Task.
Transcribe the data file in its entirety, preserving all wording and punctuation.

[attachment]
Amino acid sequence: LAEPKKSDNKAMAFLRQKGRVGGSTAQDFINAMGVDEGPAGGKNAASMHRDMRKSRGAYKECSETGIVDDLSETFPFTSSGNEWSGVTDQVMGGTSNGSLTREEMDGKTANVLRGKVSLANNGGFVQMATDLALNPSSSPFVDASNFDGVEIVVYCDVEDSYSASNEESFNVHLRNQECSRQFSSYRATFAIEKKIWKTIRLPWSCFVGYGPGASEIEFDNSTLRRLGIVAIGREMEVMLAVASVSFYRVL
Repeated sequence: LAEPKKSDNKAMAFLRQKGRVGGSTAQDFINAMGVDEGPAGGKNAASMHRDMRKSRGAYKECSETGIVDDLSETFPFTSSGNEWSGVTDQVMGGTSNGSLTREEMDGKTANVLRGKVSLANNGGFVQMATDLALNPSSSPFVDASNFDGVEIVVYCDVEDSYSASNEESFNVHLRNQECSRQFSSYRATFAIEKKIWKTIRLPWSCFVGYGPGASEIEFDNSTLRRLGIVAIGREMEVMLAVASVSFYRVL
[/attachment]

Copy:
Amino acid sequence: LAEPKKSDNKAMAFLRQKGRVGGSTAQDFINAMGVDEGPAGGKNAASMHRDMRKSRGAYKECSETGIVDDLSETFPFTSSGNEWSGVTDQVMGGTSNGSLTREEMDGKTANVLRGKVSLANNGGFVQMATDLALNPSSSPFVDASNFDGVEIVVYCDVEDSYSASNEESFNVHLRNQECSRQFSSYRATFAIEKKIWKTIRLPWSCFVGYGPGASEIEFDNSTLRRLGIVAIGREMEVMLAVASVSFYRVL
Repeated sequence: LAEPKKSDNKAMAFLRQKGRVGGSTAQDFINAMGVDEGPAGGKNAASMHRDMRKSRGAYKECSETGIVDDLSETFPFTSSGNEWSGVTDQVMGGTSNGSLTREEMDGKTANVLRGKVSLANNGGFVQMATDLALNPSSSPFVDASNFDGVEIVVYCDVEDSYSASNEESFNVHLRNQECSRQFSSYRATFAIEKKIWKTIRLPWSCFVGYGPGASEIEFDNSTLRRLGIVAIGREMEVMLAVASVSFYRVL